Although cybersecurity has been on the agenda for most companies for the last few years, the onslaught of Covid-19 has only hastened that process. Ever since the pandemic-dictated lockdown was imposed, there has been an unprecedented jump in cyber attacks carried out on the network and systems of companies, both outside and within the country.
Going by a study by Cisco, within the country, more than 70% of the organisations have experienced a 25% or more rise in cyber threats or alarms since the pandemic broke out. At the same time, the exigencies of the same pandemic have necessitated a large-scale pivot to remote work, or what is more popularly known as work-from-home along with flexible work schedules and co-sharing of workspaces and network, thereby only amplifying the need for ramping up of cybersecurity defences for companies.
The Increased Investment Into IT And Security Systems
Around the middle of the year in July, an Adobe survey had revealed that a staggering 98% of organisations in the country were impacted by Covid. In fact, Covid-19 has created a dilemma of sorts for the companies. While most companies have had to face adverse effects on their business in terms of sales, revenue and profitability, the pressing need to embrace cyber technologies has also made them do a serious rethink on their IT budgets.
The same Adobe survey had revealed that for a whopping 89% of CIOs in the country, cyber security had figured as top investment priority. Another study covering small, medium and large enterprises has revealed that even as IT budget would be rationalised due to the economic headwinds faced by companies, there would be added expenditure on internet technologies, cyber security solutions and networking products.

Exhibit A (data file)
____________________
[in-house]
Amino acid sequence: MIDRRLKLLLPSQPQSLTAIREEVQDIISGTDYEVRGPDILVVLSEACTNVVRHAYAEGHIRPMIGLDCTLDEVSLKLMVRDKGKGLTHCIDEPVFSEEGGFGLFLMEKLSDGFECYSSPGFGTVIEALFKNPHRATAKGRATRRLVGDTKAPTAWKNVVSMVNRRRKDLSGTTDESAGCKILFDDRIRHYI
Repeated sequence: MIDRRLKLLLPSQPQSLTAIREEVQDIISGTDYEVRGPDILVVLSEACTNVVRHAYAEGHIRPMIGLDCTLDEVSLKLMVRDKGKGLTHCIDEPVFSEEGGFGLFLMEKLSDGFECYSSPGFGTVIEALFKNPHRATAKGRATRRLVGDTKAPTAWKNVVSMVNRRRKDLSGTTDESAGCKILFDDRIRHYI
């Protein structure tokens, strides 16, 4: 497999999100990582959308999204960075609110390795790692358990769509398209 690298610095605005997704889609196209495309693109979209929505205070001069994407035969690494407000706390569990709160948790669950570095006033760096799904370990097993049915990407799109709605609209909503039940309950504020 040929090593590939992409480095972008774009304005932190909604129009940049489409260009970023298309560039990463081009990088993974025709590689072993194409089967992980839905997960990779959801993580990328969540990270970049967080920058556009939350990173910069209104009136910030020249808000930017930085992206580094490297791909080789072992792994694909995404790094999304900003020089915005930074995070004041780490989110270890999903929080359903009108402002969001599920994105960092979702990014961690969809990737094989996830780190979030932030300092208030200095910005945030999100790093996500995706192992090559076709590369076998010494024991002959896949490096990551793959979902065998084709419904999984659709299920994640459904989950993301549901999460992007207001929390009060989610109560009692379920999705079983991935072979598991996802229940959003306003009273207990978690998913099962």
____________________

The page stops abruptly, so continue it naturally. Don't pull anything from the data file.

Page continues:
Remote Working As New Normal Throws Up New Challenges
As the ongoing pandemic spurred a shift towards remote work as a new normal, there has been a barrage of new challenges. According to a study, as many as 99.8% of employees of IT sector in India are not adequately trained and equipped to handle their tasks and perform well under remote working conditions. If such abysmal state of affairs could exist in the much-vaunted IT sector, the lesser said about the other sectors, the better.
The aforementioned Cisco study has advanced that during the transitioning to remote work, 68% of organisations had cited ensuring secure access as the biggest challenge faced by companies followed by data privacy (66%) and security against malware (62%).
In addition, low awareness of the IT systems and the cyber threats integral to them was a challenge faced by 55% of the companies. It is because of low awareness and lack of training that employees were using unprotected devices and untested software putting their companies’ critical information and data at risk. However, despite these challenges, what is heartening is that an overwhelming 97% of organisations had reported bringing about changes in their cyber security policies to buttress remote working as an established practice.
How Companies Are Navigating This Accelerated Transition: Cloud Technologies & VPN
There is no doubt that while some sectors have been impacted more severely than others, there are indeed sectors and spheres of work which have received some sort of a stimulus precipitated by the pandemic. For their part, the companies in each of these sectors as well as others – depending on their budget and the level of threat perception – are adopting an assortment of measures to deal with the ongoing shift to remote work coupled with the simultaneous rise of cyber security threats. Two of the most prominent and immediate measures adopted have been Cloud technologies and VPN.